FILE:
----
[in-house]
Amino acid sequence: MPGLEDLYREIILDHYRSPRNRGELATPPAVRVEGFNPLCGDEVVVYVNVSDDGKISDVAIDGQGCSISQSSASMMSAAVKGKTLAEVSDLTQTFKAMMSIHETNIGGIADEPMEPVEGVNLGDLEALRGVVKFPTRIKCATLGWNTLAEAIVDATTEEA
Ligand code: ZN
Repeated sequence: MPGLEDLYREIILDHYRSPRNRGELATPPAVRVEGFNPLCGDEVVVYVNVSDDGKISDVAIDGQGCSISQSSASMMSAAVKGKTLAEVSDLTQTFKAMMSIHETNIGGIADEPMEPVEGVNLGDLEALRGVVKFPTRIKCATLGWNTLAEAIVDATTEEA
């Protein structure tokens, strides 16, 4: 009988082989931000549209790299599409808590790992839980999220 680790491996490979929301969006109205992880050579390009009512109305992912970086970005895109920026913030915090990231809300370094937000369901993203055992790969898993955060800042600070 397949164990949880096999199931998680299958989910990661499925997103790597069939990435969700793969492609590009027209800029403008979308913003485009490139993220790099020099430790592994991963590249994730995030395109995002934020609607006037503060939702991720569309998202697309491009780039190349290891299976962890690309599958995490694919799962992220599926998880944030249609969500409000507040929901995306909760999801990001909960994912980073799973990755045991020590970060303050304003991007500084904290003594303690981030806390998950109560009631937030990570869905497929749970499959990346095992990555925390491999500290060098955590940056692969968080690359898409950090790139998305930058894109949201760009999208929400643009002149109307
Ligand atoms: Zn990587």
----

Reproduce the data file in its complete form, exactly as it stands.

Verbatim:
[in-house]
Amino acid sequence: MPGLEDLYREIILDHYRSPRNRGELATPPAVRVEGFNPLCGDEVVVYVNVSDDGKISDVAIDGQGCSISQSSASMMSAAVKGKTLAEVSDLTQTFKAMMSIHETNIGGIADEPMEPVEGVNLGDLEALRGVVKFPTRIKCATLGWNTLAEAIVDATTEEA
Ligand code: ZN
Repeated sequence: MPGLEDLYREIILDHYRSPRNRGELATPPAVRVEGFNPLCGDEVVVYVNVSDDGKISDVAIDGQGCSISQSSASMMSAAVKGKTLAEVSDLTQTFKAMMSIHETNIGGIADEPMEPVEGVNLGDLEALRGVVKFPTRIKCATLGWNTLAEAIVDATTEEA
């Protein structure tokens, strides 16, 4: 009988082989931000549209790299599409808590790992839980999220 680790491996490979929301969006109205992880050579390009009512109305992912970086970005895109920026913030915090990231809300370094937000369901993203055992790969898993955060800042600070 397949164990949880096999199931998680299958989910990661499925997103790597069939990435969700793969492609590009027209800029403008979308913003485009490139993220790099020099430790592994991963590249994730995030395109995002934020609607006037503060939702991720569309998202697309491009780039190349290891299976962890690309599958995490694919799962992220599926998880944030249609969500409000507040929901995306909760999801990001909960994912980073799973990755045991020590970060303050304003991007500084904290003594303690981030806390998950109560009631937030990570869905497929749970499959990346095992990555925390491999500290060098955590940056692969968080690359898409950090790139998305930058894109949201760009999208929400643009002149109307
Ligand atoms: Zn990587």